But while Syria Self-Portrait can sometimes devolve into mere navel-gazing concern, the filmmakers’ sad, stunned response is understandable, even appropriate, for a documentary about the limits of empathy. As Mohammed and Simav watch the atrocities recorded by everyday Syrians, their hearts break, but they also grow frustrated: Does one shut off his emotions and stop paying attention so as not to go insane? Or does the act of continuing to watch—and making others watch—keep such injustices at the forefront of society’s consciousness? That the filmmakers have no answer is hardly a criticism; these are questions that churn through so many nonfiction films that want to address the world around them.
When one can’t affect change, however, occasionally the best response is to get angry about it. Frustration and outrage are the primary emotional takeaways from Tales of the Grim Sleeper, the latest from documentarian Nick Broomfield (Kurt and Courtney and Aileen Wuornos: The Selling of a Serial Killer). The film begins as an investigation into a mysterious serial killer who ran roughshod over one of the poorest sections of Los Angeles for 25 years, murdering women in a predominantly African-American community. But in Broomfield’s inimitable way, wandering around with a boom mic talking to anyone who will speak to him, Tales of the Grim Sleeper soon morphs from a whodunit into a snapshot of a community betrayed by its city government and by its local police force, both of whom have seemingly turned their back on the most vulnerable citizens. With dark humor—Broomfield has a gift for finding the most outlandish characters—the film is a calmly enraged portrait, shaming those in power for their incompetence. Eventually, the serial killer is caught, but Tales asks forcefully what other hells await these citizens.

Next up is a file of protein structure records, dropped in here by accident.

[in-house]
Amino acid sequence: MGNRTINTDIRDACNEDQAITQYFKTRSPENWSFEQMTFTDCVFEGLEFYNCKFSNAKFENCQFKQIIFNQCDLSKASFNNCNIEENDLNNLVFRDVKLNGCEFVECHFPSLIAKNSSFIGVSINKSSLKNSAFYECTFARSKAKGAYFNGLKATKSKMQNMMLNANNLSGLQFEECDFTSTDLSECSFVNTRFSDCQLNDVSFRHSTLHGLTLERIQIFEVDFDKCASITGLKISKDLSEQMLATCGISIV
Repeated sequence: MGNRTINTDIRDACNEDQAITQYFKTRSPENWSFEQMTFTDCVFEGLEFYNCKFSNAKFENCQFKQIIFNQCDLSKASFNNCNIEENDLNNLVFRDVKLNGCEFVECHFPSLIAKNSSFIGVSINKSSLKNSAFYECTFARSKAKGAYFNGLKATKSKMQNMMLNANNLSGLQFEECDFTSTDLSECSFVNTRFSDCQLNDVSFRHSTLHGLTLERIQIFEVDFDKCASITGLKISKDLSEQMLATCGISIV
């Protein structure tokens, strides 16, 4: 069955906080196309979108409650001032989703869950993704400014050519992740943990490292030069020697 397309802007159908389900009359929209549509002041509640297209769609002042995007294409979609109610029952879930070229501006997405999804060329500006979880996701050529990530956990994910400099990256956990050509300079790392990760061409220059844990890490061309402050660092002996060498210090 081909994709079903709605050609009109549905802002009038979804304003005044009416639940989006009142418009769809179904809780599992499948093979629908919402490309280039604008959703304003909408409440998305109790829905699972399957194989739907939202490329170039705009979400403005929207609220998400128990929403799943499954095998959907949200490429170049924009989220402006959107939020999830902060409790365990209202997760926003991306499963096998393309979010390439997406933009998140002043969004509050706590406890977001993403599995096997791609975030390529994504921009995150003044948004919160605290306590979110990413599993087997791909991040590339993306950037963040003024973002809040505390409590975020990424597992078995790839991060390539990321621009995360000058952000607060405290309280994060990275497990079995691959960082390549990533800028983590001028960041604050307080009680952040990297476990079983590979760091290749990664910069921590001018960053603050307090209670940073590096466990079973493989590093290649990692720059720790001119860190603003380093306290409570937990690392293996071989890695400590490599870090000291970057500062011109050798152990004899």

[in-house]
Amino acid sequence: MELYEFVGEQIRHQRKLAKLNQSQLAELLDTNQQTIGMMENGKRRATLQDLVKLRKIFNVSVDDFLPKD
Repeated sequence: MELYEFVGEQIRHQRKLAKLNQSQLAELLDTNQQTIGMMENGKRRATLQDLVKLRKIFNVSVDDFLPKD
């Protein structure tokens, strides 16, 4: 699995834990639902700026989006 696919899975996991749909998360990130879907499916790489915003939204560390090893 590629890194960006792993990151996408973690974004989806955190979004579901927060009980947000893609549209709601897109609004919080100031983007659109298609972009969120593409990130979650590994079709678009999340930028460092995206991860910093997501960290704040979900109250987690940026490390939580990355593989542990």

A different sort of advocacy powers Going Clear: Scientology and the Prison of Belief, Taxi to the Dark Side director Alex Gibney’s methodical takedown of the religion founded by L. Ron Hubbard. On one level, Gibney has an easy assignment considering the cultural currency that comes from mocking Hubbard’s Church and its more bizarre proponents, like movie stars Tom Cruise and John Travolta. But at the same time, those built-in prejudices nonbelievers have against Scientology could work against Gibney: How do you shock or amuse viewers already predisposed to ridicule the Church?
Thankfully, Gibney tackles this problem with stone-cold sincerity, taking Scientology seriously enough so that he can convey to audiences why followers devote themselves to the Church’s bizarre tenets. Featuring interviews with eight former Scientologists, Going Clear reserves judgment, letting its subjects struggle to explain why they long accepted Hubbard’s teachings. (One of the interview subjects, Crash filmmaker Paul Haggis, was a Scientologist for 30 years.) Rather than treating Scientology as a scary bogeyman, though, Gibney is exploring how belief can blind otherwise-reasonable people. The documentary is blessedly sympathetic to former members while being highly critical of the Church’s intimidation tactics and highly questionable nonprofit, tax-exempt status.
Sometimes, advocacy can come with a light touch, though. The Visit sports a breezy, coolly intelligent vibe and a fantastic hook: How would the world’s governments respond if aliens landed? Director Michael Madsen (Into Eternity) talks to scientists, thinkers and former defense personnel to get their insights and speculation, but it becomes clear that the documentary is more about understanding humanity than it is fathoming the likelihood of an alien arrival. This is an exceedingly clever way to get around clichéd, age-old questions about our place in the universe while condemning humanity for its constant shortcomings: The Visit simply asks viewers to imagine what aliens would make of us. If you’re a filmmaker trying to change the world, scaring people into behaving, lest our extraterrestrial overlords judge us harshly, is one good way to do it.